Should Barclays PLC Be Broken Up?

It all started so well for Antony Jenkins when he was appointed CEO of Barclays (LSE: BARC) (NYSE: BCS.US) in August 2012. Elevated from running the retail and commercial banking division and dubbed ‘Saint Antony’, Mr Jenkins promised to clean up Barclays’ ethics, rein in its investment bank and make Barclays the ‘Go-To’ bank.

It’s all going so badly now, for the time being at least. A curve-ball from the Bank of England’s former Capital Taliban regime forced a rights issue, putting back Barclay’s return-on-equity targets. The investment bank’s performance has suffered from stubbornly high costs and weak markets in its crucial fixed income instruments, currencies and commodities(FICC) business. Mr Jenkins has back-tracked on bonuses, torn between professionally-promiscuous American investment bankers and puritanical Westminster politicians.

Investors have also baulked at the high cost/income ratio of the investment bank. That division is now to be ‘fundamentally overhauled’, just a year after Project Transform supposedly set the strategy for all of Barclays’ businesses. It’s beginning to raise a double-edged question: Is Mr Jenkins up to the job, or is it just impossible to run a US-heavy investment bank within a UK retail bank?

Value created

Speculation about spinning off the investment bank has been around since Mr Jenkins took over. His predecessor pulled off a remarkable coup buying Lehmans’ US business in the aftermath of the financial crash and putting it together with Barclays’ UK arm. Now might be the time to realise the marriage-value created, with a float or sale to a competitor, rather than chipping away at the combined entity.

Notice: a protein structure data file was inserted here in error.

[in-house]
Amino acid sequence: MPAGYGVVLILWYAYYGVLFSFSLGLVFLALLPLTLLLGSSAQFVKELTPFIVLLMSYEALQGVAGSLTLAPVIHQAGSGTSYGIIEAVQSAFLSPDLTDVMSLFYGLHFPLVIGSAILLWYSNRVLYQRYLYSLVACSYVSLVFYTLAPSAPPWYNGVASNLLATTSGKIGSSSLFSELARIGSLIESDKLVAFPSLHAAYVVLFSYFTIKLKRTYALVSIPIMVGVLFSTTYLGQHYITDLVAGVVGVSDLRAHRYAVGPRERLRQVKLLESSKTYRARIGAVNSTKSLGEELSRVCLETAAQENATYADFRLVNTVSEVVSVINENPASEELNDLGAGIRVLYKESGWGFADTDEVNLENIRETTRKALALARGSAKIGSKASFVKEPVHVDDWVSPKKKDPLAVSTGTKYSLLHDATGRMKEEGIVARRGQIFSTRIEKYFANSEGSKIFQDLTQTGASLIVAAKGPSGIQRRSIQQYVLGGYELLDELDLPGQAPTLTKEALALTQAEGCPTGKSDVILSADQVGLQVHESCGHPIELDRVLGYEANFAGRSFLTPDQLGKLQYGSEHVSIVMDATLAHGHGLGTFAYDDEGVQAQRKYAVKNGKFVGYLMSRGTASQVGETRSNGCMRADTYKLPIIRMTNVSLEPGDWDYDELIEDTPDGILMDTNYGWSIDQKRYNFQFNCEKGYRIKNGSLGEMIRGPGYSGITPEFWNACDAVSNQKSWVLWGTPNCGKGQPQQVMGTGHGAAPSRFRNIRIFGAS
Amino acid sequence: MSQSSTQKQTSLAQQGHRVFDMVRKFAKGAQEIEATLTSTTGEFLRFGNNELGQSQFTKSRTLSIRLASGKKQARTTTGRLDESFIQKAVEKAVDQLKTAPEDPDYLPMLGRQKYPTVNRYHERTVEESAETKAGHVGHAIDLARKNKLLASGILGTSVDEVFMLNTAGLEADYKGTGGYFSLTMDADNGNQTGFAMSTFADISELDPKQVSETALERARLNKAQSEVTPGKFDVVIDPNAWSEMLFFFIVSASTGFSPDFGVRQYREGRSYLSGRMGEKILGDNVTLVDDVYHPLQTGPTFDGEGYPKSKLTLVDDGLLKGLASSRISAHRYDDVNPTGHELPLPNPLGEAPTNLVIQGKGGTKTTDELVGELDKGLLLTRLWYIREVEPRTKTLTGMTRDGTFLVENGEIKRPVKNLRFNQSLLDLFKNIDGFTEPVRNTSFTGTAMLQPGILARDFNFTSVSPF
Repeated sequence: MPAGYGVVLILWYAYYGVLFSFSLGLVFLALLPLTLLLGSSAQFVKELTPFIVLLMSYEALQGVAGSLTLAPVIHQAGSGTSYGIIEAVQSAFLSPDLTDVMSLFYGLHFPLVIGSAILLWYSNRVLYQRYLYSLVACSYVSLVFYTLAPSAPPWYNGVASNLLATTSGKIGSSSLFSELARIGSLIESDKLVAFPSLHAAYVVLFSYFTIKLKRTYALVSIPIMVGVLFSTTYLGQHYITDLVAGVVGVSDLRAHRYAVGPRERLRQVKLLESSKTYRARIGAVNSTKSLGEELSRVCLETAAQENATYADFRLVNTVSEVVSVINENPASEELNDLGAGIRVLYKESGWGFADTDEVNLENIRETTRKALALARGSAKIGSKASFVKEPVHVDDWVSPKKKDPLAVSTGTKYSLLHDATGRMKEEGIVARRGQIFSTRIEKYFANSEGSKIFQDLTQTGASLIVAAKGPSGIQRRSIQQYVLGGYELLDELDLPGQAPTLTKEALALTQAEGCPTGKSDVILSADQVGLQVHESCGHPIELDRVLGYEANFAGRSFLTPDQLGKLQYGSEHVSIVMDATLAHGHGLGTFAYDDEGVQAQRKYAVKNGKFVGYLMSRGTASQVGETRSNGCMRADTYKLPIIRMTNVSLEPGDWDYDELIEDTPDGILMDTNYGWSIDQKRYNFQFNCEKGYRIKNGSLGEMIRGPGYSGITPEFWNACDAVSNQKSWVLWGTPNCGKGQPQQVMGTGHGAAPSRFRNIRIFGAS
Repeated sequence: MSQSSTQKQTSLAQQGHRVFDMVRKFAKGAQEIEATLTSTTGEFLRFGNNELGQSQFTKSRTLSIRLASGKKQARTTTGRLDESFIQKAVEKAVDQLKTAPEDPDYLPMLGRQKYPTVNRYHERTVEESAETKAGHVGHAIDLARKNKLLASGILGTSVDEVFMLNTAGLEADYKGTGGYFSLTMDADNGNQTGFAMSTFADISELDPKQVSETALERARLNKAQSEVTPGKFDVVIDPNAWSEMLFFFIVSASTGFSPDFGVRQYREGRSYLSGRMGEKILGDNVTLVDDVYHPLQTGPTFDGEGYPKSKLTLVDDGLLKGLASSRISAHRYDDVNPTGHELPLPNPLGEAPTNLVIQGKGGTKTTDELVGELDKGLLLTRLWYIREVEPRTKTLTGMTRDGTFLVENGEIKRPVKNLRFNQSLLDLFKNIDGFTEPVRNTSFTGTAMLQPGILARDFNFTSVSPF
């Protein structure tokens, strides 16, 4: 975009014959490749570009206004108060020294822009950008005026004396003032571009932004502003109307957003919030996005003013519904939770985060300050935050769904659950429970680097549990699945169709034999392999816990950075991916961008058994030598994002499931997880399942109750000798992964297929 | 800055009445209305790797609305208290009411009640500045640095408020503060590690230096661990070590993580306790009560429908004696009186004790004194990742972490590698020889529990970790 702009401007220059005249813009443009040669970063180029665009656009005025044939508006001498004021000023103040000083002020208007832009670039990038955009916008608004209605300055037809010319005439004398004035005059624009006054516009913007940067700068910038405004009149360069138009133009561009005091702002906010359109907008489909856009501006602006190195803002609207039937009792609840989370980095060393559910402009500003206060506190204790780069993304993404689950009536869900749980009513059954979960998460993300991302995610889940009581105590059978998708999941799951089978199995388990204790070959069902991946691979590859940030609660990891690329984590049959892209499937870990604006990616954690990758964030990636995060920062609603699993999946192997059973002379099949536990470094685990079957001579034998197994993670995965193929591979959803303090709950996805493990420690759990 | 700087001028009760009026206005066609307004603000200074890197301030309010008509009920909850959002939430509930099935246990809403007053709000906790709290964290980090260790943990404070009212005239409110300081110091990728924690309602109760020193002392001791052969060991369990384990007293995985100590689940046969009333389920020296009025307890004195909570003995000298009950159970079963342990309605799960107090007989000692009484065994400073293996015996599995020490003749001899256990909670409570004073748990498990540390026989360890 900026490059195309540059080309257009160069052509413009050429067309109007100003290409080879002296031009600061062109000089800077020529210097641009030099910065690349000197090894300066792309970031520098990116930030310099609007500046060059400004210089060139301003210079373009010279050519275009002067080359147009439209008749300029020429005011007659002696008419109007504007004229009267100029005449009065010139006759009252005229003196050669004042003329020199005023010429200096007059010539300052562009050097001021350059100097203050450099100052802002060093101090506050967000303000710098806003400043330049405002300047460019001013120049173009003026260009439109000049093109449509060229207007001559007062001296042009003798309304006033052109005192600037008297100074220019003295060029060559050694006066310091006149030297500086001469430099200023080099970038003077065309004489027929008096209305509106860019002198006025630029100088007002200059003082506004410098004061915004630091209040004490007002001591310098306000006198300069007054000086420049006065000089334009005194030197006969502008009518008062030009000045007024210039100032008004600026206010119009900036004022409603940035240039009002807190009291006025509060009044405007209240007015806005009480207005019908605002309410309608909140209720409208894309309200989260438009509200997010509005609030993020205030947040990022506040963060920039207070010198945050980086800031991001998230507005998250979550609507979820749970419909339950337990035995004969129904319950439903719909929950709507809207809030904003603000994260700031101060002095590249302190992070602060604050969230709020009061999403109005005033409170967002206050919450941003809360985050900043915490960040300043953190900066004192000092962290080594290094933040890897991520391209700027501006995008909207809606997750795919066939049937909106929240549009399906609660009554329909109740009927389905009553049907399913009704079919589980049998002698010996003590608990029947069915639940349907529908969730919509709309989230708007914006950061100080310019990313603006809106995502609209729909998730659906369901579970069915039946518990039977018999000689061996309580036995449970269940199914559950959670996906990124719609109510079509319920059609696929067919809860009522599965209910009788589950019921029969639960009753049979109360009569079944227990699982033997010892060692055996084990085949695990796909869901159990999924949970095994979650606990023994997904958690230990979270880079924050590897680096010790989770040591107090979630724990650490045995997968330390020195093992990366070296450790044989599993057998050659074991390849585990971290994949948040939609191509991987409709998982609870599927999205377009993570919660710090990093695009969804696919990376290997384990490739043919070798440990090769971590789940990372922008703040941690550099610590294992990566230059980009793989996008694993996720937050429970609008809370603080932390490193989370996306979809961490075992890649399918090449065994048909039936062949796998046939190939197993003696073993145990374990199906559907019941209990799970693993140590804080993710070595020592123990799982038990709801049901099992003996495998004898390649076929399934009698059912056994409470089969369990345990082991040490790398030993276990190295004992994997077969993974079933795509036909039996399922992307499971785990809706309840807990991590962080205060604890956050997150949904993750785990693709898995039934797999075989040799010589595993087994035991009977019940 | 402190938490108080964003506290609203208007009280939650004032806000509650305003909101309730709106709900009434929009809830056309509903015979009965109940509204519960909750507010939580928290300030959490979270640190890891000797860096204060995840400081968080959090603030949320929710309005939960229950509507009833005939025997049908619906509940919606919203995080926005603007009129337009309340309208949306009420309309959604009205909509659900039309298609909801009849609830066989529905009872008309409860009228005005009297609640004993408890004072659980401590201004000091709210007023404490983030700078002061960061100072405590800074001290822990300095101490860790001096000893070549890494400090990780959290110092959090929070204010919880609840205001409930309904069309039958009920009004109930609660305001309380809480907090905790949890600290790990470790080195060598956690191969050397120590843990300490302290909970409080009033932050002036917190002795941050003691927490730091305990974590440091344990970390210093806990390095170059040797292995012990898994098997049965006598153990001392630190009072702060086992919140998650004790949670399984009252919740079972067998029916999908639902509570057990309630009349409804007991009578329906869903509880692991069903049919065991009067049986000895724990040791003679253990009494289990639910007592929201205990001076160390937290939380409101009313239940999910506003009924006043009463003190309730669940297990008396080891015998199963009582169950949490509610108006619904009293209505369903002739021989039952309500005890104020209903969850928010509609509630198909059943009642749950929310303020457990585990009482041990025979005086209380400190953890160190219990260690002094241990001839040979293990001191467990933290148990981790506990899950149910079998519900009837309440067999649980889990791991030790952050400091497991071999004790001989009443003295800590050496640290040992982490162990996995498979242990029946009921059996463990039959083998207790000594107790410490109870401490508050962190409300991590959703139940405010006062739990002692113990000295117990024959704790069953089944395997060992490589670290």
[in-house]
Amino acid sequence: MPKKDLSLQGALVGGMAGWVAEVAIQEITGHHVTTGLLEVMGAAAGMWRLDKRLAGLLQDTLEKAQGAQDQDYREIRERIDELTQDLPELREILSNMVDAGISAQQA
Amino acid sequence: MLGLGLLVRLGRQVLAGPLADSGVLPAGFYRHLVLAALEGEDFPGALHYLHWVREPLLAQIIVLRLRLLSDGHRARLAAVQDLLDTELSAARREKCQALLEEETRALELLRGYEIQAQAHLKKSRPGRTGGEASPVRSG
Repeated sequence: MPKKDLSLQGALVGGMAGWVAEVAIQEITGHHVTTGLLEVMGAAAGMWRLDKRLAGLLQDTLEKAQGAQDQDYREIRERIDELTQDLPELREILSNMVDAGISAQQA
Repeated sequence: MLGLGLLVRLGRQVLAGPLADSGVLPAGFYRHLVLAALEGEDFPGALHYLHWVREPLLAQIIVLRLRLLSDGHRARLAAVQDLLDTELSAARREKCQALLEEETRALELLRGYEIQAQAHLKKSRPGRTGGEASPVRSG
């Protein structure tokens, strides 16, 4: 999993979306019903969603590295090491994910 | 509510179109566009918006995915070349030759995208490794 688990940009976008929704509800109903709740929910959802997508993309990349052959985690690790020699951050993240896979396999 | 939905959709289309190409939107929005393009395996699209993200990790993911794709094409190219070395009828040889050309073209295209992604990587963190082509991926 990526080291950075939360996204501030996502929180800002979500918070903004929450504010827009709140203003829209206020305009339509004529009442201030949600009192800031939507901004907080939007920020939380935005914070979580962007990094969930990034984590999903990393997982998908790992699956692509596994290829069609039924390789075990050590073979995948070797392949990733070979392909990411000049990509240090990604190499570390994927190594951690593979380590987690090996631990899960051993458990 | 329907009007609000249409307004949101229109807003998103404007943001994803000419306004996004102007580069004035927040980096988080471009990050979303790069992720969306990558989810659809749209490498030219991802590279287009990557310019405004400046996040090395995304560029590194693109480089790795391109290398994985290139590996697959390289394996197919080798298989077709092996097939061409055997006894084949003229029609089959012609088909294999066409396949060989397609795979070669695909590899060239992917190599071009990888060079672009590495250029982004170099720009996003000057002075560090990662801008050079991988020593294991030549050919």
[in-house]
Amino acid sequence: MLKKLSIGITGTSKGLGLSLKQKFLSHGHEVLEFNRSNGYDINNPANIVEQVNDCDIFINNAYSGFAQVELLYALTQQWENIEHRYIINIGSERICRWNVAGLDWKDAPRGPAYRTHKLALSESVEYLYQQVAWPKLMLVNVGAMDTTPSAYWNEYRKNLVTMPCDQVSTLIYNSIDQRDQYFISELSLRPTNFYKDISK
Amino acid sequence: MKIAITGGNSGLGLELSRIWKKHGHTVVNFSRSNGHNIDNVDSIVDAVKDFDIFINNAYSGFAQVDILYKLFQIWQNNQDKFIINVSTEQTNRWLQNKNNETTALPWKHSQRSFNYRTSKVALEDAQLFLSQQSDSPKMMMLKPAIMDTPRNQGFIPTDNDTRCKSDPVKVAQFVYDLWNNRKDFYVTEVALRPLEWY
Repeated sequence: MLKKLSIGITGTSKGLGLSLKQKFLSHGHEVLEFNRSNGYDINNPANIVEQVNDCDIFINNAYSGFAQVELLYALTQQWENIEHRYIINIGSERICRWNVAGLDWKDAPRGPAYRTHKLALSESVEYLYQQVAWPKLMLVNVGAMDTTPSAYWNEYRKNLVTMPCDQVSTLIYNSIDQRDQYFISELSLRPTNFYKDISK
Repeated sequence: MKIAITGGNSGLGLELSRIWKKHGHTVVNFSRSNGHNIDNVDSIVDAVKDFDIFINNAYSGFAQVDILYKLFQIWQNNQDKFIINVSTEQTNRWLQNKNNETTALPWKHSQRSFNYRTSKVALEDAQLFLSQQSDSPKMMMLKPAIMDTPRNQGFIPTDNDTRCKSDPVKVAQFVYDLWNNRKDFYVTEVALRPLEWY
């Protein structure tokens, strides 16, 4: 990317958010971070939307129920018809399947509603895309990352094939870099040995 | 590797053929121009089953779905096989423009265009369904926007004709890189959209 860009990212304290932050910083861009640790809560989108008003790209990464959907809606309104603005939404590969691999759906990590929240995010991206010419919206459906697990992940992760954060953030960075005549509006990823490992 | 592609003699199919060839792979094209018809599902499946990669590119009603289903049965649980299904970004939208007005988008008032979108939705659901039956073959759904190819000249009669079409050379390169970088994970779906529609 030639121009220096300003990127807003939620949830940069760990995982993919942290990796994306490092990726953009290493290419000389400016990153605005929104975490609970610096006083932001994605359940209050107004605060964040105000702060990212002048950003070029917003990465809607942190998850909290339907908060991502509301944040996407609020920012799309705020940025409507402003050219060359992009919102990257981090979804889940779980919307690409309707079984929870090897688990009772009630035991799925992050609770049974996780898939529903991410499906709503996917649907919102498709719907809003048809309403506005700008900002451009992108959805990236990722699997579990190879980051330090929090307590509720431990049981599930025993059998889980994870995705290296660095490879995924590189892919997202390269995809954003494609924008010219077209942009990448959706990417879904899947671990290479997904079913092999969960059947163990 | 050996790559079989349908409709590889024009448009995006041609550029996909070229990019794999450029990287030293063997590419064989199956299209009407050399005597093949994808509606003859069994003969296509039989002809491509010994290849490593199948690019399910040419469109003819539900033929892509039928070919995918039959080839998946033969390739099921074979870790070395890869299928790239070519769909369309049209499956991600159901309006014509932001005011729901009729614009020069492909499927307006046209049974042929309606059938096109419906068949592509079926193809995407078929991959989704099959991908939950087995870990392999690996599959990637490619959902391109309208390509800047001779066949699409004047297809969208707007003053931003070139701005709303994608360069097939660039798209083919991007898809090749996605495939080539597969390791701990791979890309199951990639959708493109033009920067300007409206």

The Financial Times reports that analysts at research house Autonomous have suggested an alternative — a partial flotation of the retail arm. After all, HSBC was said to be considering a float of its UK retail business. Regulatory changes mean Barclays must separately ring-fence both its US and its investment banking operations anyway.

What unites both sets of proposals is the logic that the sum of the parts is worth more than the whole of Barclays. Autonomous thinks a float would value the retail and corporate arms at £30bn, which is 80% of Barclays’ market cap. With investment banking earning half of the bank’s profits last year, the scope for re-rating is clear. Espirito Santo’s analysts calculate a sum-of-the-parts valuation of 356p against a 240p actual share price.

Patience rewarded?

Barclays’ share price is 15% below tangible book value, a remarkable discount in a recovering economy and with the big risks of the financial sector in the past. The bank has become a value play and, like all value plays, there needs to be a catalyst to realise the value. That might be a change of structure, or it might be a change of management. But one thing value investors need in spades is patience.

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 Tony owns shares in Barclays and HSBC.